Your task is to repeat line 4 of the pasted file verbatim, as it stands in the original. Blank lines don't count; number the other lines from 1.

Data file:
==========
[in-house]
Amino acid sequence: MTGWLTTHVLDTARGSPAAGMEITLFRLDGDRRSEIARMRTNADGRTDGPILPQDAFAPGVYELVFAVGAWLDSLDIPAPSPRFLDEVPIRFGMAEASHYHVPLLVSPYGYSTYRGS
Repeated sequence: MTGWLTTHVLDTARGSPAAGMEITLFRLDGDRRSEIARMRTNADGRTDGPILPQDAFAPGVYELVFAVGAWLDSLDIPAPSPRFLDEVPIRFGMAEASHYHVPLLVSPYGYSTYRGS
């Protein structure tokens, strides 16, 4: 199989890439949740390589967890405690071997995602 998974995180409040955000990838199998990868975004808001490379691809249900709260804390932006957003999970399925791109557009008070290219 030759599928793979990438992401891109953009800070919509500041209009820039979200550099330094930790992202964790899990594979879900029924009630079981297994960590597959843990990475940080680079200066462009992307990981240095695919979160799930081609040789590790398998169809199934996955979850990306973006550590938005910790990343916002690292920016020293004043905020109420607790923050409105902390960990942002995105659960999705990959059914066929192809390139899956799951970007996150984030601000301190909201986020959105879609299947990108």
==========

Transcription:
């Protein structure tokens, strides 16, 4: 199989890439949740390589967890405690071997995602 998974995180409040955000990838199998990868975004808001490379691809249900709260804390932006957003999970399925791109557009008070290219 030759599928793979990438992401891109953009800070919509500041209009820039979200550099330094930790992202964790899990594979879900029924009630079981297994960590597959843990990475940080680079200066462009992307990981240095695919979160799930081609040789590790398998169809199934996955979850990306973006550590938005910790990343916002690292920016020293004043905020109420607790923050409105902390960990942002995105659960999705990959059914066929192809390139899956799951970007996150984030601000301190909201986020959105879609299947990108």